Jennifer Ruiz – interning at the ALRC

In May/June 2011 the ALRC was fortunate to have a legal intern from the University of Maryland, Baltimore, Jennifer Ruiz, who was sponsored to spend five weeks with us. Jennifer also completed a BA in Political Science at the Florida International University and has worked as a judicial intern at the Court of Special Appeals and as a law clerk at the US Attorney-General’s office in Baltimore. Jennifer worked on the National Classification Scheme Review. In this recording, she describes her experience as an intern at the ALRC. 

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Marie-Claire Muir, Website Manager (MM): Hi, we’re recording a podcast today, which is just going to be a brief conversation with Jennifer Ruiz, who is a law student from Maryland in the US. Jen has just finished her second year of law school and is going into her third. She’s with the University of Maryland and she’s just completed six weeks with the ALRC as a legal intern.

So, Jen, it must have been a big decision for you to come all the way to Sydney to complete your internship. What was it that got you interested in the ALRC, what made you decide to apply for an internship with us?

Jennifer Ruiz (JR): Well my school does a program where they prepare your work with law reform commissions all over the world, since it’s something we don’t really have in the US, so it provides you a really valuable comparative law experience and out of all the commissions that were available I was most intrigued by Australia, partly because of its reputation and the great Presidents that they had in the past that have been very well known in the human rights sphere throughout the world, but also because of the location. I thought that coming here and coming so far would be a once in a lifetime experience and I definitely have found that it has been that for me and I’m very glad that I made the decision to come all the way out here.

MM: Oh good, so this is your first time in Sydney?

JR: Yes, this is my first time ever going this far, I’ve never taken a plane ride that is more than eight hours, so … (laughs).

MM: Great, so can you tell us a bit about what you’ve been working on in your six weeks here.

JR: Well, when I first arrived I was assigned to work with the Classification team which is working on the inquiry of reviewing the classification scheme of your media here in Australia and attempting to find a convergent solution … um … and I came at a very interesting time, right after the initial Discussion Paper was released, so I got to sit in on a lot of meetings with key stakeholders and really get to hear from all different kinds of people, from Google, from ABC, from YouTube, from people all over and hear their ideas on what stance the Government should or should not have on media labelling schemes.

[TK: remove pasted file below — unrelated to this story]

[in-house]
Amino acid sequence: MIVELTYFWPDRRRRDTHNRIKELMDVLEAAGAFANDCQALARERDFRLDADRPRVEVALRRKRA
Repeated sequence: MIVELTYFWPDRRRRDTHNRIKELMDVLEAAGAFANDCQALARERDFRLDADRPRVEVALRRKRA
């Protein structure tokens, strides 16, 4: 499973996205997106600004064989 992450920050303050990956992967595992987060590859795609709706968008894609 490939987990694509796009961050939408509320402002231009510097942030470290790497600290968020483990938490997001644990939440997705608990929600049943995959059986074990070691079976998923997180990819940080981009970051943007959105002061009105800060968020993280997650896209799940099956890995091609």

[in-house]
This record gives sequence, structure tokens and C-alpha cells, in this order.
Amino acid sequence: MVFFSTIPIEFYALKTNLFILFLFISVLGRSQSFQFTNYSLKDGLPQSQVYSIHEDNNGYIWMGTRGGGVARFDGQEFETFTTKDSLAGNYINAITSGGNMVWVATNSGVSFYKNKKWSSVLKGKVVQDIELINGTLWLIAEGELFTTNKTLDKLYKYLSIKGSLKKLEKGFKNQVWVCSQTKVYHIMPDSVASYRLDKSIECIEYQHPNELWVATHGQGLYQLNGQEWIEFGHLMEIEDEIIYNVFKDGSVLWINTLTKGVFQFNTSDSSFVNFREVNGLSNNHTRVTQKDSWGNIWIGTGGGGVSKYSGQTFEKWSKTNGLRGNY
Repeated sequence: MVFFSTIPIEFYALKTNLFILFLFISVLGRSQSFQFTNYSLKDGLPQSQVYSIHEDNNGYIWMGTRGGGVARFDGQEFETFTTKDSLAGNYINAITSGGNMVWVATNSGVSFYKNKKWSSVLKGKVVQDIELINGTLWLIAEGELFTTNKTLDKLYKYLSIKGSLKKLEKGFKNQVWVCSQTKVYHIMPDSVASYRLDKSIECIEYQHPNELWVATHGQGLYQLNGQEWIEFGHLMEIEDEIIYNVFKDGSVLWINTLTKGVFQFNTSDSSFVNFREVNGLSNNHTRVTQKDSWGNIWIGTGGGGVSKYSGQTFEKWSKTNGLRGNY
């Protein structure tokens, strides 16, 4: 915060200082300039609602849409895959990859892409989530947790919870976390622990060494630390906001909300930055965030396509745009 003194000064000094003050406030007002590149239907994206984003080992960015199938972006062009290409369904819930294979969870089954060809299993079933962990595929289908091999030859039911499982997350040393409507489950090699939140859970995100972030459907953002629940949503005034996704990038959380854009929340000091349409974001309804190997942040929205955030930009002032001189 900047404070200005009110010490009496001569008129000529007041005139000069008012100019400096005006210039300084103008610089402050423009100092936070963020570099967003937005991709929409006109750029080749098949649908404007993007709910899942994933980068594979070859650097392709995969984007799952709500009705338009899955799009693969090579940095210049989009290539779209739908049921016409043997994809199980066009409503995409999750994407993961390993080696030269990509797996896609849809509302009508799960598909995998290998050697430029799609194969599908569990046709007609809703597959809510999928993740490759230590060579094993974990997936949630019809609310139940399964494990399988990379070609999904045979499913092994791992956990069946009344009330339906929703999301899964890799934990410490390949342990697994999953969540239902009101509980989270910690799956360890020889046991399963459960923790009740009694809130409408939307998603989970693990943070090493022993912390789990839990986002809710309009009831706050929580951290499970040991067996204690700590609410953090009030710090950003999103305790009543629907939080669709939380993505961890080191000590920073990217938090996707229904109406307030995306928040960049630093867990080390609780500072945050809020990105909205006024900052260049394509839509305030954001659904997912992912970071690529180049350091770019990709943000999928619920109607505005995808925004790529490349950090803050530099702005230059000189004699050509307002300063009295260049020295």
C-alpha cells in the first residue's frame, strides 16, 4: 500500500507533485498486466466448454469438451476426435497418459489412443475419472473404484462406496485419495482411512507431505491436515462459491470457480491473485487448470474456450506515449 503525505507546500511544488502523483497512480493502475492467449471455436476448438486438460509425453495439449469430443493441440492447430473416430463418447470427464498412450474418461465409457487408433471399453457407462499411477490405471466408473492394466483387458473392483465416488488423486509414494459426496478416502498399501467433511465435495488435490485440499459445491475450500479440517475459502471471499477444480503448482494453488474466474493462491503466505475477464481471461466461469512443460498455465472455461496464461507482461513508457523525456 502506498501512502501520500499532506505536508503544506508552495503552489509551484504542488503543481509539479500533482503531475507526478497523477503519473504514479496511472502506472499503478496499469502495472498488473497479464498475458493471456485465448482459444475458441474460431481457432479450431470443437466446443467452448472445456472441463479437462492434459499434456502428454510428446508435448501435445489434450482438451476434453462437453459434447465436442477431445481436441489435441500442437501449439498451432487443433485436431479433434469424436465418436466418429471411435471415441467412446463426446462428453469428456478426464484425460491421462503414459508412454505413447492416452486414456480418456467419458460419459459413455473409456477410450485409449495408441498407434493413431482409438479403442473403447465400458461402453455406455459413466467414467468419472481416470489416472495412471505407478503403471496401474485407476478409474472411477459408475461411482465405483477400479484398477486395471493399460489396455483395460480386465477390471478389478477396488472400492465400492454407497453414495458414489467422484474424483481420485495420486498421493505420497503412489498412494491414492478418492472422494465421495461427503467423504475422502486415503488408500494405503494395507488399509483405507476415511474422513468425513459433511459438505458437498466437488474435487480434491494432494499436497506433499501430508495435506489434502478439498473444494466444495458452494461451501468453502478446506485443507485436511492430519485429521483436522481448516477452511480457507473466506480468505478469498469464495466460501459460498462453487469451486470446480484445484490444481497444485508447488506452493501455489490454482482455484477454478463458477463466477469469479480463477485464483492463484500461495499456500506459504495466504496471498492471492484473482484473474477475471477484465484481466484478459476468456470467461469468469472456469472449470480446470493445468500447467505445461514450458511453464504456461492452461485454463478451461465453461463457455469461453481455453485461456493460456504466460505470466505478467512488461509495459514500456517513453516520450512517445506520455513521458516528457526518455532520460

MM: Alright, and in terms of … how your daily work routine went and working with the team … At the ALRC we usually have more than one inquiry going at the same time so our legal officers, as you know, sort of work in teams on their own inquiry. Can you tell us how you found the team dynamic and your role in relation to the other legal officers?

JR: I think everybody here really wanted me to get the full experience, so I was able to kind of do some work with both teams, although primarily with Classification but I do see the different dynamic between the two different teams and also since the Family Violence inquiry was a little bit further along in the process … when I sat in on some of those consultations, which is the second round with the stakeholders, I saw that people were a lot more engaged and a lot more, just accumulative about the solutions that were proposed, as opposed to at the initial stage now that the Classification team is in, where people are kind of running their ideas and suggestions … um … so I was able to see that and I saw that both teams worked really well together, separately, just all around the office in general. There’s a very nice dynamic and very cordial, very friendly, very welcoming … so I was very happy to be a part of that.

MM: Well great, and what would you say you found most useful or beneficial in terms of experience you’ve gained from the internship.

JR: It has definitely been one of the most valuable lessons in comparative public policy that I could have ever had. I don’t think I could have learned this much just reading a book or sitting in a course … I think that being able to come out here and being able to have that experience and work with the team and see the process that happens and how they end up proposing solutions and what role they really do play with Government, and they are just so aware of everything that’s going on at any point in time, it was just very interesting. And I’m now going back to the US to use some of the things I’ve learnt here, to apply it there since we don’t have, necessarily, the same kind of commission per se but we do have a lot of public policy and reform initiatives … so this has given me a real inside look into how that process actually works.

MM: Great, well that’s fantastic, thank you for talking to us.